FIG. 10 is a perspective view of an example server rack holding a server;

FIG. 11A is a process flow diagram of an example method for operating and maintaining a server; and

FIG. 11B is a process flow diagram of an example method for operating and maintaining a server.

DETAILED DESCRIPTION

Data processing is the collection and manipulation of data to produce meaningful information. Data processing can be accomplished by single servers, multiple servers arranged in a server rack, and multiple server racks in a data processing center, and so forth. Servers may have a processing component and a tray having storage drives such as hard disk drives (HDDs) and/or solid state drives (SSDs).

The number of storage drives or HDDs in a server is on the rise. For instance, the advent of the small form factor (SSF) disk drive may facilitate increasing the number of HDDs in a server tray. For some servers, instead of 12 large form factor (LFF) disk drives, a server tray can now accommodate 24 SSF disk drives. To further increase the number of HDDs, more trays are being added to servers.

The addition of more trays to servers may make access to the tray(s) difficult for users. In one example, the first tray located at the front of the server may be readily accessible, e.g., once the faceplate has been removed if a faceplate is employed. However, trays in the server located behind the first tray may not be so easily accessible. Removal of the chassis to access these trays may not be a feasible alternative, especially when a server is bolted to the frame of a server rack.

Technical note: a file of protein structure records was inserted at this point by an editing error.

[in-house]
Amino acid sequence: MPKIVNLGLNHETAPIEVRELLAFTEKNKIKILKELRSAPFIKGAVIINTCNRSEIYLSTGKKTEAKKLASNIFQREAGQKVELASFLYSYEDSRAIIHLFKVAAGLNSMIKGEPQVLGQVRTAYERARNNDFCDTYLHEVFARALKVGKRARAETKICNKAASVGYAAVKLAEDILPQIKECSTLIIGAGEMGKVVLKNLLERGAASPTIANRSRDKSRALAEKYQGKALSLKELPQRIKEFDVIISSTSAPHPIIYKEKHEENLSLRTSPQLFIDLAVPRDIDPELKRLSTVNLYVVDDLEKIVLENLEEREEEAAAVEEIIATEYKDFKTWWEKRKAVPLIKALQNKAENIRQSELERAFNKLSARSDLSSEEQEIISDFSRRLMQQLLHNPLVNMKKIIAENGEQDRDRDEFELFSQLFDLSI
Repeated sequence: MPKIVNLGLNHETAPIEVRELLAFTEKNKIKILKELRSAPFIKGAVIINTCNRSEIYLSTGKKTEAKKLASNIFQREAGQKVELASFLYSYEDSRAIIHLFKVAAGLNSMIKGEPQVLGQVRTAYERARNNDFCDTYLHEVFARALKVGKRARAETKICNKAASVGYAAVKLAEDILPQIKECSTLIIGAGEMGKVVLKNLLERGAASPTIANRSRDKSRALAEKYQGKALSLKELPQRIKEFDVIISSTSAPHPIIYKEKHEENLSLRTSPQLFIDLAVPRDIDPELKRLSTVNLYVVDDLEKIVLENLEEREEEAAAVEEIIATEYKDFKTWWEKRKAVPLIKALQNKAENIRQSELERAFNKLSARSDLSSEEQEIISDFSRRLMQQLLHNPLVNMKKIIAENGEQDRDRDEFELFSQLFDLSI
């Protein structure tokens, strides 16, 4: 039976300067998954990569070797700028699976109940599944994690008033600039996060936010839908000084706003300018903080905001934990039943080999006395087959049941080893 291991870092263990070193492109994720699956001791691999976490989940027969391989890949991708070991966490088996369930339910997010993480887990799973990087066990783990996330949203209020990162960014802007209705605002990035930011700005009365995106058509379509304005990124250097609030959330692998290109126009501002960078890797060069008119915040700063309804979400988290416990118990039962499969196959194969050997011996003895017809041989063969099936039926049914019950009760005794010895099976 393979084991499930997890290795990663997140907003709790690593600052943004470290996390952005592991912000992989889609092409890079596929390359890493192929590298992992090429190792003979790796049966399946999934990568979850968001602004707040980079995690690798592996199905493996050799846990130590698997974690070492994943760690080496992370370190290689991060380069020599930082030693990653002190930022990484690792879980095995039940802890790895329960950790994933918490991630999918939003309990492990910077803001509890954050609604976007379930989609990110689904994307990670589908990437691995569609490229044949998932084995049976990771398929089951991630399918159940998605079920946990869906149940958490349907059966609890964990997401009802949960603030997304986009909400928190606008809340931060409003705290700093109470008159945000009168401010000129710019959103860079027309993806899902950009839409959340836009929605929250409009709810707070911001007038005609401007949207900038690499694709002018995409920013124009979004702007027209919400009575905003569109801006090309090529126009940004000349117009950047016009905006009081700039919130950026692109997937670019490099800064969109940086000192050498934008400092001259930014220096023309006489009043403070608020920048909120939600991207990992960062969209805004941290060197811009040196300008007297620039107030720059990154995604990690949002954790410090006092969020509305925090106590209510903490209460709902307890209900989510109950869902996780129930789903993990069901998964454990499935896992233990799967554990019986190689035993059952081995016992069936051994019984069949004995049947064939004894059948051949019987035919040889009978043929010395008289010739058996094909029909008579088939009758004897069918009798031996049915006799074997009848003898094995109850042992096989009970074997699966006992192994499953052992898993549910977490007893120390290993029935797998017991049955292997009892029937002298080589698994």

As disclosed herein, for an example of a server with a first tray and a second tray, a release latch may be used to move the first tray away from the second tray located behind the first tray. The first tray may separate from the second tray, thereby creating a space between the first and second trays. The space may be large enough to facilitate the removal of a storage drive from the second tray and the installation of a new storage drive in the second tray. The release latch may include text that informs the user to engage the release latch to access the second tray. Further, the imprinted surface (having the text) of the release latch may be angled upward to promote visibility of the text. The release latch may be used on a standalone server, or multiple servers in a storage rack.